What is it about?

This review explores the overall themes that are examined in the book - the invisibility, objectification, exclusion and exploitation of black women. Of special note are the stories of Baartman and Truganini, poignant examples of black women who were failed by justice.

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Why is it important?

In a world swirling with conflicting narratives about people of colour, the need for the legal and academic context contained in this book is welcome and essential. This book is a step towards realising a dream of effective international justice and equal human dignity – giving voice to the voiceless, naming the nameless and bringing the invisible into focus. This review encourages readers to engage with issues raised.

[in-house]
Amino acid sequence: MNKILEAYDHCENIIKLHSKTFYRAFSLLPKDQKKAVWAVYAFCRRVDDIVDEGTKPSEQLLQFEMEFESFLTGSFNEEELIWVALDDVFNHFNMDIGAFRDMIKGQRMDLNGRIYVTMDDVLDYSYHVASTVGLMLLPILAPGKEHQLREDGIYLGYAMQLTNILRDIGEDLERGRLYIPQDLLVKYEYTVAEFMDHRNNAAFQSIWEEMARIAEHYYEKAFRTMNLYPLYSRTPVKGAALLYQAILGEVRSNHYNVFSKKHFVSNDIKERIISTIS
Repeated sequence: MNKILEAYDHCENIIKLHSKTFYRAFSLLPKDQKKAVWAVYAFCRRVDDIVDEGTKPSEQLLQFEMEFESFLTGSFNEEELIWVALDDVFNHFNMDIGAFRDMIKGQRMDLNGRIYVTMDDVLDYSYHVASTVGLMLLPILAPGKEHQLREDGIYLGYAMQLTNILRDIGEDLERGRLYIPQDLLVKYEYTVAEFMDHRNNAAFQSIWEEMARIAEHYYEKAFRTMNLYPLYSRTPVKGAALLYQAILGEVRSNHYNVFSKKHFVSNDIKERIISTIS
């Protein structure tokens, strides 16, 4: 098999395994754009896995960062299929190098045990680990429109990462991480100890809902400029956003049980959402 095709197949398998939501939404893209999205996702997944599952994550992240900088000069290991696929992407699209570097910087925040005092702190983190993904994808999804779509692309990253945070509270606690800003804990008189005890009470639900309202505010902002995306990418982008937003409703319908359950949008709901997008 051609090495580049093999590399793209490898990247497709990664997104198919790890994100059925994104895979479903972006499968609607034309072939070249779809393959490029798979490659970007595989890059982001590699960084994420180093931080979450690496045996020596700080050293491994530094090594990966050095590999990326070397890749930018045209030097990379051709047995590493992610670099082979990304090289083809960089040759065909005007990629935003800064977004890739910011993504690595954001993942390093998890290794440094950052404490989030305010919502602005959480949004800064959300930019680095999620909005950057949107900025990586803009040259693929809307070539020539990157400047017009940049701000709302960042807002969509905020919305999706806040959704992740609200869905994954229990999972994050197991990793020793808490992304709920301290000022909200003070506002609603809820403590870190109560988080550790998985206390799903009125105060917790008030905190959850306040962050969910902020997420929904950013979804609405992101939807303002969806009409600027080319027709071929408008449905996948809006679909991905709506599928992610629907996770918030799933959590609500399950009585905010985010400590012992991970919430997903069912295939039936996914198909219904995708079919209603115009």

Perspectives

In a world where justice, fairness and equality are measured, among other things, by gender parity, research in international law needs to focus on this significant cross-section of the world’s population. As long as the issues specific to black women in international law remain unaddressed, effective implementation of international human rights law will remain a dream rather than a reality. Black women are often the voiceless and invisible subjects of international law. This should no longer be the case.

Dr Foluke Ifejola Adebisi
University of Bristol

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This page is a summary of: Levitt, Jeremy I. (ed.),Black Women and International Law, African Journal of International and Comparative Law, February 2016, Edinburgh University Press, DOI: 10.3366/ajicl.2016.0146.
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